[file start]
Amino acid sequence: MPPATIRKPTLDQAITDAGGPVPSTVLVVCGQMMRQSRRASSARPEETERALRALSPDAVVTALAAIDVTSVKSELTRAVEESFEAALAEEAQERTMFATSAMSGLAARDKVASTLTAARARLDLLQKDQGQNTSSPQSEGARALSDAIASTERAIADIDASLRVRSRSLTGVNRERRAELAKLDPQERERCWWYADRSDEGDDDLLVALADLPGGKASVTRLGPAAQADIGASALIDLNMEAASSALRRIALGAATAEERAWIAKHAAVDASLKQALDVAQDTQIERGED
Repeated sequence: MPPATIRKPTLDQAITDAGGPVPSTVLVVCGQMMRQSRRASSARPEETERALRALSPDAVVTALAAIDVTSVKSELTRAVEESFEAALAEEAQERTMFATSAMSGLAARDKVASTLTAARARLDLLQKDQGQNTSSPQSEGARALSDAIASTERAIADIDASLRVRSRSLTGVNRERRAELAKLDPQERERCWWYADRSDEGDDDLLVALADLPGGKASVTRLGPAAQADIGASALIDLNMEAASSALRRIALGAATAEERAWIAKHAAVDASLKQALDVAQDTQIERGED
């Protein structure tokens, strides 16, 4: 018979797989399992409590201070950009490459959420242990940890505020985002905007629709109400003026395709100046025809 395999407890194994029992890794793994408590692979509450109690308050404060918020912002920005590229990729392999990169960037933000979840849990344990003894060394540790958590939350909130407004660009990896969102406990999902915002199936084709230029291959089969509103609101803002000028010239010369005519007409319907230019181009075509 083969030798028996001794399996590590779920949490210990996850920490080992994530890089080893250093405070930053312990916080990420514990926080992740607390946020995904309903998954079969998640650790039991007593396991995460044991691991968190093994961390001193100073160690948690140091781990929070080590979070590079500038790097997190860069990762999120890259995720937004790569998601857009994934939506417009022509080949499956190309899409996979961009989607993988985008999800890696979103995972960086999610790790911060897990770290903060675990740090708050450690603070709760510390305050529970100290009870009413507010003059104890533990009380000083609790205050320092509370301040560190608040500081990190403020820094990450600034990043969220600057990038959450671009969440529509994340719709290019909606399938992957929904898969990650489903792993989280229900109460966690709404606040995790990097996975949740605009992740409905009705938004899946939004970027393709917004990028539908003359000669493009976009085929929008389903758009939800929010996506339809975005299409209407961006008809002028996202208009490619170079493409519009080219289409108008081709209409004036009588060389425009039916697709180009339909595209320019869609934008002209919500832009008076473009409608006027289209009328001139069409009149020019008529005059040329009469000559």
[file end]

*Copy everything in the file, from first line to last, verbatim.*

Amino acid sequence: MPPATIRKPTLDQAITDAGGPVPSTVLVVCGQMMRQSRRASSARPEETERALRALSPDAVVTALAAIDVTSVKSELTRAVEESFEAALAEEAQERTMFATSAMSGLAARDKVASTLTAARARLDLLQKDQGQNTSSPQSEGARALSDAIASTERAIADIDASLRVRSRSLTGVNRERRAELAKLDPQERERCWWYADRSDEGDDDLLVALADLPGGKASVTRLGPAAQADIGASALIDLNMEAASSALRRIALGAATAEERAWIAKHAAVDASLKQALDVAQDTQIERGED
Repeated sequence: MPPATIRKPTLDQAITDAGGPVPSTVLVVCGQMMRQSRRASSARPEETERALRALSPDAVVTALAAIDVTSVKSELTRAVEESFEAALAEEAQERTMFATSAMSGLAARDKVASTLTAARARLDLLQKDQGQNTSSPQSEGARALSDAIASTERAIADIDASLRVRSRSLTGVNRERRAELAKLDPQERERCWWYADRSDEGDDDLLVALADLPGGKASVTRLGPAAQADIGASALIDLNMEAASSALRRIALGAATAEERAWIAKHAAVDASLKQALDVAQDTQIERGED
């Protein structure tokens, strides 16, 4: 018979797989399992409590201070950009490459959420242990940890505020985002905007629709109400003026395709100046025809 395999407890194994029992890794793994408590692979509450109690308050404060918020912002920005590229990729392999990169960037933000979840849990344990003894060394540790958590939350909130407004660009990896969102406990999902915002199936084709230029291959089969509103609101803002000028010239010369005519007409319907230019181009075509 083969030798028996001794399996590590779920949490210990996850920490080992994530890089080893250093405070930053312990916080990420514990926080992740607390946020995904309903998954079969998640650790039991007593396991995460044991691991968190093994961390001193100073160690948690140091781990929070080590979070590079500038790097997190860069990762999120890259995720937004790569998601857009994934939506417009022509080949499956190309899409996979961009989607993988985008999800890696979103995972960086999610790790911060897990770290903060675990740090708050450690603070709760510390305050529970100290009870009413507010003059104890533990009380000083609790205050320092509370301040560190608040500081990190403020820094990450600034990043969220600057990038959450671009969440529509994340719709290019909606399938992957929904898969990650489903792993989280229900109460966690709404606040995790990097996975949740605009992740409905009705938004899946939004970027393709917004990028539908003359000669493009976009085929929008389903758009939800929010996506339809975005299409209407961006008809002028996202208009490619170079493409519009080219289409108008081709209409004036009588060389425009039916697709180009339909595209320019869609934008002209919500832009008076473009409608006027289209009328001139069409009149020019008529005059040329009469000559």